Staffer for the Senate Foreign Relations Committee (2017-2018) and then for the Senate Armed Services Committee, Eric Trager turns 36… National political reporter for NBC News since 2018, Joshua Lederman turns 34… National security adviser to the Attorney General and a former senior director for intelligence programs at the National Security Council, Ezra Asa Cohen-Watnick turns 33… Co-Founder of Rebel recently acquired by Salesforce, Joe Teplow turns 28… J.D. candidate at American University Washington College of Law, Lauren DePinto turns 26… Founder, host and producer at SpeshFX Podcast, a long form podcast about the international beatboxing community, Netanel (Tani) Levitt turns 26…

SUNDAY: Senior Counsel in the DC office of Blank Rome LLP specializing in government contracts law, Harvey Sherzer turns 75…A New York State judge since 1995, later serving as Chief Judge of the New York Court of Appeals (2009-2015), now of counsel in the NYC office of Latham & Watkins, Jonathan Lippman turns 74… Clinical psychologist, author, teacher, public speaker and ordained rabbi, Dennis G. Shulman turns 69… A nurse by profession who served as member of the Wisconsin State Assembly (2009-2015), Sandy Pasch turns 65… Harvey D. Harman turns 63… Retired chief of the General Staff of the Israel Defense Forces (2015-2019), he is now a non-resident military fellow at The Washington Institute for Near East Policy, Gadi Eizenkot turns 59…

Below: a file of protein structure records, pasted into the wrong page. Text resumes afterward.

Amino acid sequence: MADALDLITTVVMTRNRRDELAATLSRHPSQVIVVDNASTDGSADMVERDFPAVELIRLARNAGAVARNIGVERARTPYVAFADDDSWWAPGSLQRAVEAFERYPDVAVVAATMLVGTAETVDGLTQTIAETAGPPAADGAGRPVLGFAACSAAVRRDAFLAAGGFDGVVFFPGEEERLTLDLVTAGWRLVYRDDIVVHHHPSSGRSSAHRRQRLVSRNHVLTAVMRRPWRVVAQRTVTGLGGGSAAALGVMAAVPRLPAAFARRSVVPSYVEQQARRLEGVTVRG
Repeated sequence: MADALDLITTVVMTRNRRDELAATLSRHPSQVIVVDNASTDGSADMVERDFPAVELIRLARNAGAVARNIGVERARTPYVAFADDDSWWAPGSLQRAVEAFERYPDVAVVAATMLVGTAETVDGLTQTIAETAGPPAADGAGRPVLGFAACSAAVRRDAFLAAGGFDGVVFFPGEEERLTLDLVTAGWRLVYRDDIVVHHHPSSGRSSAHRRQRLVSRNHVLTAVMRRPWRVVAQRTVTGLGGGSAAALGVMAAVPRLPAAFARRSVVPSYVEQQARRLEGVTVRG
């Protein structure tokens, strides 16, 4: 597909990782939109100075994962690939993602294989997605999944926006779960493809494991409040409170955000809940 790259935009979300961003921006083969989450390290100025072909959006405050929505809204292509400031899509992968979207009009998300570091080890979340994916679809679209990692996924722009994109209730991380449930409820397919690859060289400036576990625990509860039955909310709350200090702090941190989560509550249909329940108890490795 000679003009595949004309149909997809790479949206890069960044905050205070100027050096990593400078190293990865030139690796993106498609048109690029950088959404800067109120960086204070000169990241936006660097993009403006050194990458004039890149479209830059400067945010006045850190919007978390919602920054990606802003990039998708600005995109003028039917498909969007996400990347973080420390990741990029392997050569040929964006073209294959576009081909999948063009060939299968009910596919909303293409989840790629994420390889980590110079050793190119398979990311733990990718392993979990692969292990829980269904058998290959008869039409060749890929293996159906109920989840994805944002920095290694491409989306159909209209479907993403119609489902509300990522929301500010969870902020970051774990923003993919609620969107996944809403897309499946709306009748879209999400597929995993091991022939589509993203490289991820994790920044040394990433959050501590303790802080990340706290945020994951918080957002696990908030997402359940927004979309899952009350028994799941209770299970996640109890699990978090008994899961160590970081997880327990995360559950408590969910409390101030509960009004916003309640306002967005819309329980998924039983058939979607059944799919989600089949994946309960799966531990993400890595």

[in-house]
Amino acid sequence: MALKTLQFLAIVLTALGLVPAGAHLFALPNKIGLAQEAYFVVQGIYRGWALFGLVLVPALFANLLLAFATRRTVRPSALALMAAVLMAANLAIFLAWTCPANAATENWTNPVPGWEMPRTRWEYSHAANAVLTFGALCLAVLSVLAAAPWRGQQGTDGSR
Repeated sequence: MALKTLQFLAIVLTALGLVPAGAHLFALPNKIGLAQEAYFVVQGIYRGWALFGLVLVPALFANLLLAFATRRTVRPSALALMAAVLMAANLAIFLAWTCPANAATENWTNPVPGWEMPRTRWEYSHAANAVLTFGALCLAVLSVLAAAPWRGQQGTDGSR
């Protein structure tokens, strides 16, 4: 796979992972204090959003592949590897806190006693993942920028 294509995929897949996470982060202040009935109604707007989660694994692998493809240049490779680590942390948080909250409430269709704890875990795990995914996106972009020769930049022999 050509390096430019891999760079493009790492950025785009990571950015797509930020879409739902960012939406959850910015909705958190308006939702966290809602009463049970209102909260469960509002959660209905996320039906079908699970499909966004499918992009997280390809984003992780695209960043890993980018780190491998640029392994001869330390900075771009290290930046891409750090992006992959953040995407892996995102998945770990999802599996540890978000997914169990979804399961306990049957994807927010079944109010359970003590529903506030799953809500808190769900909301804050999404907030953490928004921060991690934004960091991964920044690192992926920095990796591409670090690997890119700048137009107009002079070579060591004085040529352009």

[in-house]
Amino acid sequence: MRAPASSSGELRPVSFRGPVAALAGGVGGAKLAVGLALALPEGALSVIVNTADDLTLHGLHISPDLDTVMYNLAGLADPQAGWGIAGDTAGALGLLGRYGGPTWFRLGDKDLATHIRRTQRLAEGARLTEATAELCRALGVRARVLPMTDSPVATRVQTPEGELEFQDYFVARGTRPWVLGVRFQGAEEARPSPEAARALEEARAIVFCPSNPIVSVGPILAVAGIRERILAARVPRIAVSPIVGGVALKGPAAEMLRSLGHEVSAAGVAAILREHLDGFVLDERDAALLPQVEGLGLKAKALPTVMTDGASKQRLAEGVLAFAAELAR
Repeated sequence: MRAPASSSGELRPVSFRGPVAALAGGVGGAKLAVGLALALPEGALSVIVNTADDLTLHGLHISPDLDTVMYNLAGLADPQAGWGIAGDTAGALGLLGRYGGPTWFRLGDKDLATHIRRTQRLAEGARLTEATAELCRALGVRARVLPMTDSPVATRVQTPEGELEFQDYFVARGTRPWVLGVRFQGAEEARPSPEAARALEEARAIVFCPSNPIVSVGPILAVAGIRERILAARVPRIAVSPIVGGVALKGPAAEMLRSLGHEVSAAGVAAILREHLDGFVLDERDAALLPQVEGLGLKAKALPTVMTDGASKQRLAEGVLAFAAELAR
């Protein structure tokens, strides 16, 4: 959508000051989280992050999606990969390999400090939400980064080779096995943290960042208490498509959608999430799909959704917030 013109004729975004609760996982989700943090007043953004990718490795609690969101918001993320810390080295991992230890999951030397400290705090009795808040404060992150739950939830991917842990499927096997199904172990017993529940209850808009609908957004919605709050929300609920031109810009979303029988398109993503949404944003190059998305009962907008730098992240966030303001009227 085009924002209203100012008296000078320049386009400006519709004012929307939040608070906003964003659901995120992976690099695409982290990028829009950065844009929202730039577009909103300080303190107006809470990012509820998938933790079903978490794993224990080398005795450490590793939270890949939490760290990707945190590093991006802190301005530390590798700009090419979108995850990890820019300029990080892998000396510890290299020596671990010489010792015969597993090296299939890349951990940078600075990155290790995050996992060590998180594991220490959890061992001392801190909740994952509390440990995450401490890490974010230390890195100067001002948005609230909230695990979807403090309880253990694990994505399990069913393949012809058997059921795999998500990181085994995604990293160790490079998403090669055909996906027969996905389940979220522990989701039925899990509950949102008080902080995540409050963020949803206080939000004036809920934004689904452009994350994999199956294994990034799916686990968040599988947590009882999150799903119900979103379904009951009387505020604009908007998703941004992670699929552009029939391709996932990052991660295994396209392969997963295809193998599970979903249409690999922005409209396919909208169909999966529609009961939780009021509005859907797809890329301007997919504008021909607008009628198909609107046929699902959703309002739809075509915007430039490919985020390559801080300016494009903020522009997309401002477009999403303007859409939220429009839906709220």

Chabad Chief Rabbi of Russia, friend of Vladimir Putin, Shlomo Dovber Pinchas Lazar (better known as Berel Lazar) turns 55… Journalist, teacher and playwright, now deputy managing editor for news and a columnist at the New York Daily News, Gersh Kuntzman turns 54… Author of 25 novels that have sold over 40 million copies in 34 languages, four of which have been adapted into Lifetime Original Movies, Jodi Picoult turns 53… Chief Executive Officer of Bend the Arc, a Jewish partnership for justice, Stosh Cotler turns 51… Professional baseball player (2010-2017), he pitched for Team Israel at the 2017 World Baseball Classic, Zachary “Zack” James Thornton turns 31… Professional ice hockey forward for the NHL’s Los Angeles Kings, Brendan Leipsic turns 25…

Williams College administrators approve pro-Israel group after students denied recognition